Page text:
Whether you accept this metaphor or not, the fact is that nowhere in all of Scripture is, “asking Jesus into your heart” mentioned.  Not in the Old Testament, not in the symbology of the Passover, not in one single instance in the New Testament.  Nowhere.  That alone should ring the alarm bells that this teaching is not Biblical (and if it isn’t Biblical, it isn’t Christian).  Please begin preaching the real Gospel (repentance and forgiveness of sins through faith in Christ alone) and encourage others to do the same.

, , , , ,

Subscribe

Subscribe to our RSS feed and social profiles to receive updates.

6 Comments on “Preaching for an Immoral Bride”

  1. revivalandreformation Says:

    Hi Rebecca,

    Have you ever been over to Defending Contending? Chances are “most” of the visible churches in NORTH AMERICA are preaching short cuts to God. This I call Microwave Christianity. Christians for the most part are impatient and want their stuff now! To tell a Christian or a christian to be that this process might take a lifetime and it will bring pain, suffering and loss, how many would actually jump at that? Then you have Osteen and Copeland tellling that very same person that God wants them to be happy, rich and prosperous, take a wild guess where they will go? Yes the church is guilty of shortcuts and yes the church for the most part is more interested in numbers and giving, than souls won Scripturally.

    Reply

  2. Rebecca LuElla Miller Says:

    OK, I just looked over your post more carefully and read this: but it is the exact same message that is being preached in virtually every American Church.

    Uh, Joe, have you been in virtually every American church? This kind of blanket statement doesn’t sound like what I’m used to hearing from you.

    For one thing, a lot of “churches” don’t believe in accepting Jesus at all but in following his good example—the one in the verses they approve. Others with reformed theology are not using this language.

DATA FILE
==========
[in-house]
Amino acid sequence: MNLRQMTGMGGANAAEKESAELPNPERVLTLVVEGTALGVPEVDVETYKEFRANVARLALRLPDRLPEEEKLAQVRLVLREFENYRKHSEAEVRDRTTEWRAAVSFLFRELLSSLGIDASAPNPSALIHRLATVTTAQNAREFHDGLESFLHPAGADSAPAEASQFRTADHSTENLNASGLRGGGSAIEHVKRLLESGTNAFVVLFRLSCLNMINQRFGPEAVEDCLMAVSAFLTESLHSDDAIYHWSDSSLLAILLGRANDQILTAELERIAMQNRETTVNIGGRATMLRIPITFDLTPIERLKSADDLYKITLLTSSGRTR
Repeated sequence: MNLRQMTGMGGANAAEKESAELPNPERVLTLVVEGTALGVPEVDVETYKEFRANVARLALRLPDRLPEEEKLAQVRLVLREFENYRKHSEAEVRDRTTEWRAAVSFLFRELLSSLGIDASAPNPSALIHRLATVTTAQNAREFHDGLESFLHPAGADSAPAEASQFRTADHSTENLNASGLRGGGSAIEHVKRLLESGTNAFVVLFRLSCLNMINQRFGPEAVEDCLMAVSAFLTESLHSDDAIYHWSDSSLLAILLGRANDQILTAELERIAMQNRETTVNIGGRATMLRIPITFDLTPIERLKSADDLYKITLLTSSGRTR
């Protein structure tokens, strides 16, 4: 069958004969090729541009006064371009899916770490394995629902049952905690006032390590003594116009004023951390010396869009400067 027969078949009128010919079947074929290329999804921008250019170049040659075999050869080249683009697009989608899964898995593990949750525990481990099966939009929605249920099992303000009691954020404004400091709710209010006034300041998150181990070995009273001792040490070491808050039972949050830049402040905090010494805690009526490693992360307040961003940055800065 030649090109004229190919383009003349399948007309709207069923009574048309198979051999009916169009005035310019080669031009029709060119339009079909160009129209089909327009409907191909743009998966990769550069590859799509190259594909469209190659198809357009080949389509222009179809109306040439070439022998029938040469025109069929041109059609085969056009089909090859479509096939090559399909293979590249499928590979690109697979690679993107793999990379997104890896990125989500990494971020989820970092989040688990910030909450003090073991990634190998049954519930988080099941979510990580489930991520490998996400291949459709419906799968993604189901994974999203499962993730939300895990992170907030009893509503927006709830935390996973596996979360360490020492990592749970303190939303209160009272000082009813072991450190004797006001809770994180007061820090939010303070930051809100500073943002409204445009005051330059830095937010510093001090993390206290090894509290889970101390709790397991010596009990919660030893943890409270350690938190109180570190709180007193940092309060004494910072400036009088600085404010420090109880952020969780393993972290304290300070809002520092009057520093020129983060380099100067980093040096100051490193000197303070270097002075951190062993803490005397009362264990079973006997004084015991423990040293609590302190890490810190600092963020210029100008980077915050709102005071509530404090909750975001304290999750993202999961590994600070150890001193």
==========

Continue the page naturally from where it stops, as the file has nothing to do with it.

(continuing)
And neither my church nor the denominational leaders who have preached in our pulpit divorce “accepting Christ” from His redemptive work at the cross. Even if you listen to Billy Graham crusades (we still have them on TV from time to time), you will hear the clear message of about sinful Man and sinless Savior dying in his place that he might be reconciled with God.

    I’m sure there are some churches who give a simplistic “do this and you’re set for life” message, but I don’t think we’re doing the Church any favor to paint “virtually every American church” with that brush.

    Becky

    Reply

    • ChurchSalt.com Says:

      Is “virtually every American Church” an overstatement? Well, yes. There are Jehovah’s Witnesses, Roman Catholics, Emergent, crazy cults and all sorts of others claiming christianity that would make my statement false. It is simply an exagerated statement intentionally being used as a literary device. The truth is, a whole lot (and I mean many, many) churches are preaching that message. I have personally seen the inside of far too many churches myself over the past couple years, and have read the “Statements of Faith” of even more online. Not to mention listening to countless sermons downloaded online. Let me speak my meaning with no literary devices or exageration: I firmly believe that the majority of modern American Churches are indeed preaching “Ask Jesus into your heart” if they are preaching any salvation at all (many aren’t).

      Reply

  3. Rebecca LuElla Miller Says:

    Any formula is a problem. James says the demons believe and tremble, so believing isn’t the formula. But Paul says “that if you confess with your mouth Jesus as Lord, and believe in your heart that God raised Him from the dead, you will be saved.” So believing is necessary.

    “Asking Jesus into your heart” is metaphorical language for what Jesus Himself prayed in His Last Supper prayer: “The glory which You have given Me I have given to them, that they may be one, just as We are one; I in them and You in Me” (John 17:22-23a—emphasis mine).